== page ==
Your favorite television series is likely an immersive journey colored by bold and nuanced choices from behind the scenes. If they are doing their job well, a team of creators — from sound mixing to wardrobe — are poring over every detail of every shot with the intent of bringing a specific story to life. In the case of YOU™, the storytellers ask, “What would you do for love?” The series explores the crush that bookstore manager Joe Goldberg, played by Penn Badgley, has on Beck, a customer played by Elizabeth Lail, and what happens when his crush quickly turns into a dangerous obsession.
Perspectives™ interviewed Todd Kleitsch, head of the makeup department for YOU, about his work on the show and what drove his choices. Kleitsch has decades of experiences working in beauty, including over 50 feature film and television credits and two Emmy® Awards. This conversation has been condensed and edited for clarity.
— Taryn Mahoney for Perspectives
What inspires you on set?
The storytelling!! When the story is engaging, I want to do my part to tell it. And it doesn’t matter if it’s beauty or bruises. Whatever fulfills the director’s and the actor’s vision — that’s my part. Personally, I also thrive on the collaborative process of making films and television, so I’m also inspired by my friends on set: camera, costumes, props, production, set design and so many more. It sounds a bit corny maybe, but it’s true.
Makeup is a dynamic tool when it comes to storytelling. How did you use it to help drive narrative for YOU?
From the outset, getting the design of Joe and Beck involved Director Lee Toland Krieger, Penn and Elizabeth. All were very supportive.
For Joe, we had to hone in on how we wanted the viewers to see him. How approachable is he? How appealing is he? He needed to be likable so we could root for the relationship between him and Beck. In terms of makeup for the character, it meant a clean shave, leaving most of the beard tone, brightening under the eyes and some other items.
Beck was a little difficult in that we didn’t want to make her too pretty. Elizabeth has such an effortless, natural beauty that it’s easy to go too far and make her fabulous, but that wouldn’t be in keeping with the “fledgling writer” look we wanted. So, we kept it very simple, neutral. In fact, much later in the story and months into the shoot, there was a narrative reason to pump up her look a little bit — and Penn caught it right away! It was a tiny bit of contouring eyeshadow and liner on her lower lashes, but it was just right for the scene.
What is the process like when you’re planning out a look for a character?
For me, the process always starts with a discussion with the director. I prepare and organize my ideas and thoughts on the project and then I ask, “What do you want to see?” Sometimes the answers are very specific, sometimes open-ended, and I’m always happy to share my thoughts at how best to fulfill that vision. Sometimes lookbooks or image files are used.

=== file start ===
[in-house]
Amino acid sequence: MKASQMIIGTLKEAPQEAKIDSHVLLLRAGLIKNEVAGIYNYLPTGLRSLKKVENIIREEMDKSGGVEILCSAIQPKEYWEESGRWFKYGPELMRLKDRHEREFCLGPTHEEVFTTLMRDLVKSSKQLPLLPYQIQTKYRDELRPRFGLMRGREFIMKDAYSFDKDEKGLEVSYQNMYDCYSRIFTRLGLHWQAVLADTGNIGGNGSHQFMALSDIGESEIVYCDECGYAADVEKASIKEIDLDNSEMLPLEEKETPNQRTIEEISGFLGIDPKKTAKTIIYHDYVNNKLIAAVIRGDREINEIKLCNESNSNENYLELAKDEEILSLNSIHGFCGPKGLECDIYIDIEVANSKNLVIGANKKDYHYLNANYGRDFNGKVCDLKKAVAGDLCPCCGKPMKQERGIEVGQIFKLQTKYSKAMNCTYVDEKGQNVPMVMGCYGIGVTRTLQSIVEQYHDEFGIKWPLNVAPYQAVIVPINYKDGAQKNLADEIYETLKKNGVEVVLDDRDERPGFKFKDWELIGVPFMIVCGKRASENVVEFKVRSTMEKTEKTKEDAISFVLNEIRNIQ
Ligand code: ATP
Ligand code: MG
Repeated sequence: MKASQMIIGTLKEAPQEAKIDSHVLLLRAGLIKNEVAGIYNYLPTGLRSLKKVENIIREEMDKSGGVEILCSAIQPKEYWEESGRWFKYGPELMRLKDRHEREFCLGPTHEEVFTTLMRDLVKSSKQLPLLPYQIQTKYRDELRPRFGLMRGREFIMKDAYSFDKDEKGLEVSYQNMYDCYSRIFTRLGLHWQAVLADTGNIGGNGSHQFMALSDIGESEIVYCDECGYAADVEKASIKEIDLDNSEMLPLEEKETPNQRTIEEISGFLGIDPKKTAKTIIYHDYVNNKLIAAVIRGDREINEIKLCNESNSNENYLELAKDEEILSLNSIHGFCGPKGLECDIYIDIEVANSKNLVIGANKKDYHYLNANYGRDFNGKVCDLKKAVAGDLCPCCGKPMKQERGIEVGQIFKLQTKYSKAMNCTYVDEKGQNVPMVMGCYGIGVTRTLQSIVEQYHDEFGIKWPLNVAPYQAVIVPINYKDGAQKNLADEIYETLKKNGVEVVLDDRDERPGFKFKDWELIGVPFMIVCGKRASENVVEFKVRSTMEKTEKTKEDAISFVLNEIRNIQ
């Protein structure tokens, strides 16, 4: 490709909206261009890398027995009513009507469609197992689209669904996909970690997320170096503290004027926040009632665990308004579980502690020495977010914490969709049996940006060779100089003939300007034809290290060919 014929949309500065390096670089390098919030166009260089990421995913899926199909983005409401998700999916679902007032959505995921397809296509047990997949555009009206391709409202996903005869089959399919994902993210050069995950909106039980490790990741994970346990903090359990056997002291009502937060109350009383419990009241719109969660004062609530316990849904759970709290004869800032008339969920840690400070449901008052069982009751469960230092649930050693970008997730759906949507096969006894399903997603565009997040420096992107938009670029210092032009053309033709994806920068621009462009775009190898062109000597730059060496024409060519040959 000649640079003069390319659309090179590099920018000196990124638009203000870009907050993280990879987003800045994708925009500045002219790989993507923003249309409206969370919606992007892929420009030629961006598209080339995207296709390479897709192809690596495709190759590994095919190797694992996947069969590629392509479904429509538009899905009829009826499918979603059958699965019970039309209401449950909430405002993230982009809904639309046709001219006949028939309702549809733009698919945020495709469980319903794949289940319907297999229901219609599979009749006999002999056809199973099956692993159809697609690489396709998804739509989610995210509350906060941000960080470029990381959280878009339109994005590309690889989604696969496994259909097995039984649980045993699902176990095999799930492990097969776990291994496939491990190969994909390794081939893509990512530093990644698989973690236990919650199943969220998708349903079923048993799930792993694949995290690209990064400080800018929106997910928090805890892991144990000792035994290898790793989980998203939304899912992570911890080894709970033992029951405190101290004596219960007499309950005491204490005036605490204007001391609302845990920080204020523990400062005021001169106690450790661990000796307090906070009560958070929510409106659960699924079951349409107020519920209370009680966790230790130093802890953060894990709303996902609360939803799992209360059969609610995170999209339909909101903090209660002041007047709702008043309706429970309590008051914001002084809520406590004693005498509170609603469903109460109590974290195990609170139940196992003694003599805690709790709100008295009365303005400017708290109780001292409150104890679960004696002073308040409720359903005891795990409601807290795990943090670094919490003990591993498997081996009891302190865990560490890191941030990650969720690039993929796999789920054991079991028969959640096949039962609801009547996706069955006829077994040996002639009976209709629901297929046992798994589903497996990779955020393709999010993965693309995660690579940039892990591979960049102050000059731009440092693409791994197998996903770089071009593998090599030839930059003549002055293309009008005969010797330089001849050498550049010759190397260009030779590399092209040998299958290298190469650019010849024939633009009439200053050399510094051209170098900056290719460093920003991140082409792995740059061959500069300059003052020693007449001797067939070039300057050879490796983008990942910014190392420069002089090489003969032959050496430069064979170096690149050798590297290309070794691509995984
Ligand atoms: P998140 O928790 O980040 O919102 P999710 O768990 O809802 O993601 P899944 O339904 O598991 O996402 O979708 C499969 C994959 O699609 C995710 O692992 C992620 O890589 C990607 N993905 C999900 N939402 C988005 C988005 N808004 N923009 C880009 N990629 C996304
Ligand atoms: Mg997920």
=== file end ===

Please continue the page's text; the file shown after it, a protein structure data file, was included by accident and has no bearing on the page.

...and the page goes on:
Elizabeth has such an effortless, natural beauty that it’s easy to go too far and make her fabulous, but that wouldn’t be in keeping with the “fledgling writer” look we wanted.
Sometimes I sketch or photoshop some images to be sure we’re all on the same page. And it’s best when the makeup, hair and costume departments all collaborate freely. We bounce ideas off each other. And then, at the end of the day (or the beginning!), it comes down to the actor sitting in your chair and finding the character together.
To start us off on YOU, Lee had great notes in general and specifically about the realism of the show. He and I wanted some sweat, some shine and not the matted perfection and dewy highlights that a lot of scripted narratives have. David Lanzenberg and Mott Hupfel, our DPs [cinematographers], were absolutely fantastic. My work lives or dies depending on what DPs and their crew do, and they were both truly outstanding.
… Lee had great notes in general and specifically about the realism of the show. He and I wanted some sweat, some shine and not the matted perfection and dewy highlights that a lot of scripted narratives have.
Social media plays a large role in YOU. Do you think social media has evolved beauty?
Yes!! With the instructionals, the product reviews, the beauty blogs in general — it’s huge. In some ways, it’s great. Social media makes makeup so accessible, not scary. Anyone can give it a go, try it, do it again, get better. That’s lovely and supportive. The downside is that social media puts such a spotlight on it that after a while, it becomes an end to itself. Or it gets disturbingly competitive. Mastery of craft is admirable, but I want to see it put to use!
Do you have any go-to beauty tricks that you swear by?
I have so many, but here are two:
1) Brows frame the face. They are so important. Back brush them with a tiny, tiny bit of gel or whatever and then brush them out/shape them.
2) Double clutch your eyelash curler. Grip your lashes close to the base, squeeze and hold for a few seconds. Then, relax the grip and come out just a little bit and squeeze again. You’ve just added a few seconds to your beauty routine, but you doubled the curl of your lashes!!! Also, you can warm up the curler with a hair dryer (just a little bit) to help set the curl.